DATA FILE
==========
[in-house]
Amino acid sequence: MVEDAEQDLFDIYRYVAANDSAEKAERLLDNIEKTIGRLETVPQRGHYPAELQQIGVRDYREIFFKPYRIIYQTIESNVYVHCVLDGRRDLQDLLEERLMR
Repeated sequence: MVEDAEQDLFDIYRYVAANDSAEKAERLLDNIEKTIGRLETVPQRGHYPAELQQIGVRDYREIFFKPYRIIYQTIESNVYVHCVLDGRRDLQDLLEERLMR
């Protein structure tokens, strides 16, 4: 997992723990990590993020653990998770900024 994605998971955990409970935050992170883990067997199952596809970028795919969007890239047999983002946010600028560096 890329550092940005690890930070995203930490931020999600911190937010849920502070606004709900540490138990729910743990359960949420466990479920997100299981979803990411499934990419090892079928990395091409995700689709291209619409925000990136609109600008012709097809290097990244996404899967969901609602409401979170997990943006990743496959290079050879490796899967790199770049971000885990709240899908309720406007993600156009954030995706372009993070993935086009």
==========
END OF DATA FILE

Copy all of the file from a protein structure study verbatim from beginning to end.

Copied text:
[in-house]
Amino acid sequence: MVEDAEQDLFDIYRYVAANDSAEKAERLLDNIEKTIGRLETVPQRGHYPAELQQIGVRDYREIFFKPYRIIYQTIESNVYVHCVLDGRRDLQDLLEERLMR
Repeated sequence: MVEDAEQDLFDIYRYVAANDSAEKAERLLDNIEKTIGRLETVPQRGHYPAELQQIGVRDYREIFFKPYRIIYQTIESNVYVHCVLDGRRDLQDLLEERLMR
């Protein structure tokens, strides 16, 4: 997992723990990590993020653990998770900024 994605998971955990409970935050992170883990067997199952596809970028795919969007890239047999983002946010600028560096 890329550092940005690890930070995203930490931020999600911190937010849920502070606004709900540490138990729910743990359960949420466990479920997100299981979803990411499934990419090892079928990395091409995700689709291209619409925000990136609109600008012709097809290097990244996404899967969901609602409401979170997990943006990743496959290079050879490796899967790199770049971000885990709240899908309720406007993600156009954030995706372009993070993935086009």